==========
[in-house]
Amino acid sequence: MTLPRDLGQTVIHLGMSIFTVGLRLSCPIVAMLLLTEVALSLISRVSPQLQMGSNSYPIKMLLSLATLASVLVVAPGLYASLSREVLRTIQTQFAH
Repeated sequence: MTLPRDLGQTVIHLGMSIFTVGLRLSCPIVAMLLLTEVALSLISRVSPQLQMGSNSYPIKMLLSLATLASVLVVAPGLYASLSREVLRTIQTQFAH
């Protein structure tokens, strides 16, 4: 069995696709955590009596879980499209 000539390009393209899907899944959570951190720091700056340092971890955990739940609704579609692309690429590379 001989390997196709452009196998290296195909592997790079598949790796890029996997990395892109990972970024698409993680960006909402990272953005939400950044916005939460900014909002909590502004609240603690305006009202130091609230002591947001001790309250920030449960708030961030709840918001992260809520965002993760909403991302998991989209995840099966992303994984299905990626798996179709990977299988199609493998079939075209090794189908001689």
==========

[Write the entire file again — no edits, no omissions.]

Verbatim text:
[in-house]
Amino acid sequence: MTLPRDLGQTVIHLGMSIFTVGLRLSCPIVAMLLLTEVALSLISRVSPQLQMGSNSYPIKMLLSLATLASVLVVAPGLYASLSREVLRTIQTQFAH
Repeated sequence: MTLPRDLGQTVIHLGMSIFTVGLRLSCPIVAMLLLTEVALSLISRVSPQLQMGSNSYPIKMLLSLATLASVLVVAPGLYASLSREVLRTIQTQFAH
């Protein structure tokens, strides 16, 4: 069995696709955590009596879980499209 000539390009393209899907899944959570951190720091700056340092971890955990739940609704579609692309690429590379 001989390997196709452009196998290296195909592997790079598949790796890029996997990395892109990972970024698409993680960006909402990272953005939400950044916005939460900014909002909590502004609240603690305006009202130091609230002591947001001790309250920030449960708030961030709840918001992260809520965002993760909403991302998991989209995840099966992303994984299905990626798996179709990977299988199609493998079939075209090794189908001689």